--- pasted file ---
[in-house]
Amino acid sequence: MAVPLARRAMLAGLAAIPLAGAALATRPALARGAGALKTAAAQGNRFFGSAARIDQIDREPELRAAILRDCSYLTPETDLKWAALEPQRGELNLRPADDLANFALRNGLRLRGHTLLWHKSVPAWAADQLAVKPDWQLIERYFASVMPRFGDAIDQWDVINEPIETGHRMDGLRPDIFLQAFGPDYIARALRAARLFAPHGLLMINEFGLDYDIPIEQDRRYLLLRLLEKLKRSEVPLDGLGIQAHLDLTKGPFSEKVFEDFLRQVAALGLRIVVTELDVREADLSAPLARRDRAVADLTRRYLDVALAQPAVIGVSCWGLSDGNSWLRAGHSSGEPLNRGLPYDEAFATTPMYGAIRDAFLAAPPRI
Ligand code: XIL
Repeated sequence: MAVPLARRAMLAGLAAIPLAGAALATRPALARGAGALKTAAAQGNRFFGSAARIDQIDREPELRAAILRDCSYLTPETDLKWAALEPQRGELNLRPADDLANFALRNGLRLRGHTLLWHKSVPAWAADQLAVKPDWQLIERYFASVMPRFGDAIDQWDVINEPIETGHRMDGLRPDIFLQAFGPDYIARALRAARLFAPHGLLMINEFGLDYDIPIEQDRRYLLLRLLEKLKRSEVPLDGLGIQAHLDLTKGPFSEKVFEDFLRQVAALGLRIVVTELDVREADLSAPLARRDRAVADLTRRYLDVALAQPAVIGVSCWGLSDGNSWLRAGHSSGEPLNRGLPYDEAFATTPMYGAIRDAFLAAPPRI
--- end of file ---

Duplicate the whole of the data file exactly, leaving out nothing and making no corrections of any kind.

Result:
[in-house]
Amino acid sequence: MAVPLARRAMLAGLAAIPLAGAALATRPALARGAGALKTAAAQGNRFFGSAARIDQIDREPELRAAILRDCSYLTPETDLKWAALEPQRGELNLRPADDLANFALRNGLRLRGHTLLWHKSVPAWAADQLAVKPDWQLIERYFASVMPRFGDAIDQWDVINEPIETGHRMDGLRPDIFLQAFGPDYIARALRAARLFAPHGLLMINEFGLDYDIPIEQDRRYLLLRLLEKLKRSEVPLDGLGIQAHLDLTKGPFSEKVFEDFLRQVAALGLRIVVTELDVREADLSAPLARRDRAVADLTRRYLDVALAQPAVIGVSCWGLSDGNSWLRAGHSSGEPLNRGLPYDEAFATTPMYGAIRDAFLAAPPRI
Ligand code: XIL
Repeated sequence: MAVPLARRAMLAGLAAIPLAGAALATRPALARGAGALKTAAAQGNRFFGSAARIDQIDREPELRAAILRDCSYLTPETDLKWAALEPQRGELNLRPADDLANFALRNGLRLRGHTLLWHKSVPAWAADQLAVKPDWQLIERYFASVMPRFGDAIDQWDVINEPIETGHRMDGLRPDIFLQAFGPDYIARALRAARLFAPHGLLMINEFGLDYDIPIEQDRRYLLLRLLEKLKRSEVPLDGLGIQAHLDLTKGPFSEKVFEDFLRQVAALGLRIVVTELDVREADLSAPLARRDRAVADLTRRYLDVALAQPAVIGVSCWGLSDGNSWLRAGHSSGEPLNRGLPYDEAFATTPMYGAIRDAFLAAPPRI